Kentucky lawmaker will challenge election he lost by 1 vote

FRANKFORT, Ky. (AP) — After losing his re-election campaign by one vote, a Republican lawmaker in Kentucky has asked the GOP-controlled state House of Representatives for a recount to make sure the result is "100 percent accurate."

Kentucky state Rep. DJ Johnson lost to Democrat Jim Glenn on Election Day by one vote in House District 13. County officials reviewed the totals one week later and made no changes. The state Board of Elections certified the results last week.

State law does not require automatic recounts in such close races. But it does allow Johnson to contest the election to the House of Representatives in what could be a highly political process. The House would appoint a board of between five and nine members to hear Johnson's case. The board can take depositions and issue a report, but the House would have to vote to accept it. State law requires the "unsuccessful party" to pay for the process.

Johnson's race was one of several close contests across the country in an election where polls showed voters were deeply divided. It took recounts to decide high-profile races for governor and U.S. Senate in Florida, and it took more than a week before the Georgia governor's race was finalized. In Alaska , state election officials are investigating the origins of a "mystery ballot" that could decide a state House race that ended in a tie.

"The races seem to be closer, and this type of thing I think is going to happen more often than it has in the past just because of where the country is politically," Johnson said. "With a one vote margin, I think it is our responsibility to make sure it is 100 percent accurate, or as close to 100 percent accurate as we can possibly get."

Glenn had held the seat for 10 years before narrowly losing to Johnson in the 2016 election. Glenn said he is confident he will take office in January.

"If everything is fair, I should still hold the seat," he said.

An attorney for Johnson filed his challenge with the House clerk Friday afternoon. In it, Johnson says six votes should be thrown out because the people who voted did not sign precinct voter rosters, as required by law. And he says the House "must conduct a hand recount" because the Daviess County Board of Elections incorrectly rejected 17 absentee ballots.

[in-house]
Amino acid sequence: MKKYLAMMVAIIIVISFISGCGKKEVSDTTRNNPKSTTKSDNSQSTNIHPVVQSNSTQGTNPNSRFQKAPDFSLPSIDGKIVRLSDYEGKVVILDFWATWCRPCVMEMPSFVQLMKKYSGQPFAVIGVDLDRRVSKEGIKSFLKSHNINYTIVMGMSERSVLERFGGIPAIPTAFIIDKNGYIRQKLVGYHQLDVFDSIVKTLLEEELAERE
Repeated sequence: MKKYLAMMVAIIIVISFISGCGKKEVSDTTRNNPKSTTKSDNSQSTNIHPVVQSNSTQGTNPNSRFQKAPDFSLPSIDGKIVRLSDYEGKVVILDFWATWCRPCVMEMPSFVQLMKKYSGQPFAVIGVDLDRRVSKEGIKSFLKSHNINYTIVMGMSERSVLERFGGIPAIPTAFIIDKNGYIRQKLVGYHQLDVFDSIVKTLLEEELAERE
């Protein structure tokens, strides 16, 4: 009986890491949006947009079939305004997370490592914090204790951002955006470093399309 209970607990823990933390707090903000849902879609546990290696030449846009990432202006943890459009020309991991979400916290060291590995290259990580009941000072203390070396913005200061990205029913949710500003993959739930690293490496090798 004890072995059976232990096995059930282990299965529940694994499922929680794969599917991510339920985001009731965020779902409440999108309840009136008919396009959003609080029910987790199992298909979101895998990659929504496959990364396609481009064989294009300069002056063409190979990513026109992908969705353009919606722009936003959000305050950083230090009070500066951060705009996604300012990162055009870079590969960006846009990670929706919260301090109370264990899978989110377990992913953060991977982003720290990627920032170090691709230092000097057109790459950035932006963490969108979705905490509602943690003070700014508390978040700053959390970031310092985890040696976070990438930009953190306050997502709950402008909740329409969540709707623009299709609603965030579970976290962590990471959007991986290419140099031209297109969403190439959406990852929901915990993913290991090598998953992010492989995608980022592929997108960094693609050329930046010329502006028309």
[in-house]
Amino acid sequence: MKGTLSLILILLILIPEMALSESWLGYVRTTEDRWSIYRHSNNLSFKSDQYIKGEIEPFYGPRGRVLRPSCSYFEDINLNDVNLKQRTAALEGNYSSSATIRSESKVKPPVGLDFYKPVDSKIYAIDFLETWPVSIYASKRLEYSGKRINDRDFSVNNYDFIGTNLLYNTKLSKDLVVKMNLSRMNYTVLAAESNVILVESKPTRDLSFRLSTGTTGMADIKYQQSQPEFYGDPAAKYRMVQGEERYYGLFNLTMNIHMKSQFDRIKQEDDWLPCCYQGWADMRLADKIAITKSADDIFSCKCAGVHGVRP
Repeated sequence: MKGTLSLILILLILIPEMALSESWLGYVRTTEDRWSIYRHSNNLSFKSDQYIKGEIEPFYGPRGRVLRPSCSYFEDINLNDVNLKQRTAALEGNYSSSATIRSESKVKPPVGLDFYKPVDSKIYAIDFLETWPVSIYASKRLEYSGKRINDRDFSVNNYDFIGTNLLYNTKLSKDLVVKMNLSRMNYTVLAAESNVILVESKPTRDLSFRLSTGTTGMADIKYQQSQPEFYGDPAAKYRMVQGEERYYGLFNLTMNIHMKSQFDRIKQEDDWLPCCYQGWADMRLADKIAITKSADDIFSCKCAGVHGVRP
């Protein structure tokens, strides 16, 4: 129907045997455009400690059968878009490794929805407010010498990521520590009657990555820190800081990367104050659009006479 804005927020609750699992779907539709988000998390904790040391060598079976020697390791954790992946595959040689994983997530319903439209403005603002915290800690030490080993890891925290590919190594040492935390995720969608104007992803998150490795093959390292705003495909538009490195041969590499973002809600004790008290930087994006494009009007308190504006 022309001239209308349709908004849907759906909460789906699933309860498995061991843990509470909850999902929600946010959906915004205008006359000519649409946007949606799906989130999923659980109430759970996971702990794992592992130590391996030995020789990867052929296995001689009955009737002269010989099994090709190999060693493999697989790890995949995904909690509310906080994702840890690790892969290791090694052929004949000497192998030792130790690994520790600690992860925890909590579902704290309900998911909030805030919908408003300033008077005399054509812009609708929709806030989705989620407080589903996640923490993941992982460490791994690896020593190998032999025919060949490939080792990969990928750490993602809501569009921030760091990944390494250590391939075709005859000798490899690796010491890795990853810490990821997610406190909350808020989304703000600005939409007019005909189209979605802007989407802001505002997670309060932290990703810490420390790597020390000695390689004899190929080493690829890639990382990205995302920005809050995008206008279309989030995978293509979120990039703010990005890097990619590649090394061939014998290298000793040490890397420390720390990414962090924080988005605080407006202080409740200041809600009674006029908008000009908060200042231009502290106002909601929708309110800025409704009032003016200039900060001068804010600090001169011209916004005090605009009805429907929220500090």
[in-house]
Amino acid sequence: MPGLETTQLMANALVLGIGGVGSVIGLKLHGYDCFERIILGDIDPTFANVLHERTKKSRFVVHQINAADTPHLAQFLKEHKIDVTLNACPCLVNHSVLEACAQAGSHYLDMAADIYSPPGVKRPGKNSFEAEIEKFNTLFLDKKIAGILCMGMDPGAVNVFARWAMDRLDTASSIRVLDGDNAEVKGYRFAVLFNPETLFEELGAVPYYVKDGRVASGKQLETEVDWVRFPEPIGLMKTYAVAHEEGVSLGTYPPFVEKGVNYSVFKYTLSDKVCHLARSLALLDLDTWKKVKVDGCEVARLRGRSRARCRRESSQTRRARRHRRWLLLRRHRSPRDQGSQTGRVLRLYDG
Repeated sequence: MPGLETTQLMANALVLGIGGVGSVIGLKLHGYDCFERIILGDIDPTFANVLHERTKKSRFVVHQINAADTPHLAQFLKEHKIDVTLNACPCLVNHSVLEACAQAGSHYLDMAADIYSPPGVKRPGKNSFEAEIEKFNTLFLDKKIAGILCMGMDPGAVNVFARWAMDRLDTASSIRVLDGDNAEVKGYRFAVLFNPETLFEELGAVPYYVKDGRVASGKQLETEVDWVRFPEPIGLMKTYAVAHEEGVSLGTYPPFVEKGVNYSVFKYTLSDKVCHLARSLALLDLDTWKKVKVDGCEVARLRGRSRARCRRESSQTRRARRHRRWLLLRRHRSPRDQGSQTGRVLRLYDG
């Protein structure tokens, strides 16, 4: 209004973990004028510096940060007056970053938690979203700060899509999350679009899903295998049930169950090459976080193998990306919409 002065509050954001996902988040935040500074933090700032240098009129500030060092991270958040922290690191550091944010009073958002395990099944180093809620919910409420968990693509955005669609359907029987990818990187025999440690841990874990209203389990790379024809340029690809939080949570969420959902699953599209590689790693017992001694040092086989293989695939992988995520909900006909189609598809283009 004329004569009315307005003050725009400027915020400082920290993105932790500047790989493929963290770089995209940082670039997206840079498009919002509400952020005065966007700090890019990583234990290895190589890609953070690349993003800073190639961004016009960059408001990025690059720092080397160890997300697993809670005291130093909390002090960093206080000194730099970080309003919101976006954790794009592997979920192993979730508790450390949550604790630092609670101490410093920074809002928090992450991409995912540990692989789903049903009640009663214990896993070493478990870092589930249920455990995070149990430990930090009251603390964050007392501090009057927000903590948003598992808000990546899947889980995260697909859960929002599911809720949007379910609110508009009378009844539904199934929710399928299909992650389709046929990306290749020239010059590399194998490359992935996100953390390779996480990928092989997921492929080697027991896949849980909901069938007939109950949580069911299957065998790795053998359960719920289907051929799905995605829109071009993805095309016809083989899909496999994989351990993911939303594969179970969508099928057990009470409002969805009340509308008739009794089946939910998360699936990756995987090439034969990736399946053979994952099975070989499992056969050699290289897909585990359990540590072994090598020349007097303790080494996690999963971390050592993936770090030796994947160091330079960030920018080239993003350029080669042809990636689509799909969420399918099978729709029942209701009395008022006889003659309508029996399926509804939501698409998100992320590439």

Johnson said he would prefer for the local board of elections to oversee the recount, but said state law requires he appeal to the House of Representatives. He said lawmakers should vote to allow recounts in state legislative races.

In Kentucky, Republicans won 61 out of 100 seats in the state House of Representatives to maintain their supermajority. But six of the House races were decided by 48 votes or less. Friday is the deadline to contest elections. As of late Friday afternoon, Johnson was the only candidate to contest an election.

The state legislature has presided over contested elections before, but it's unclear if they have ever been asked to conduct a recount. In 2005, Republican Dana Seum Stephenson was elected to the state Senate, but a judge disqualified her for not living in Kentucky at least six years prior to the election as required by law. Stephenson appealed to the Republican-controlled state Senate, which voted to seat her anyway.

Stephenson was later forced to resign after the state Supreme Court later she could not serve because she did not meet the residency requirements.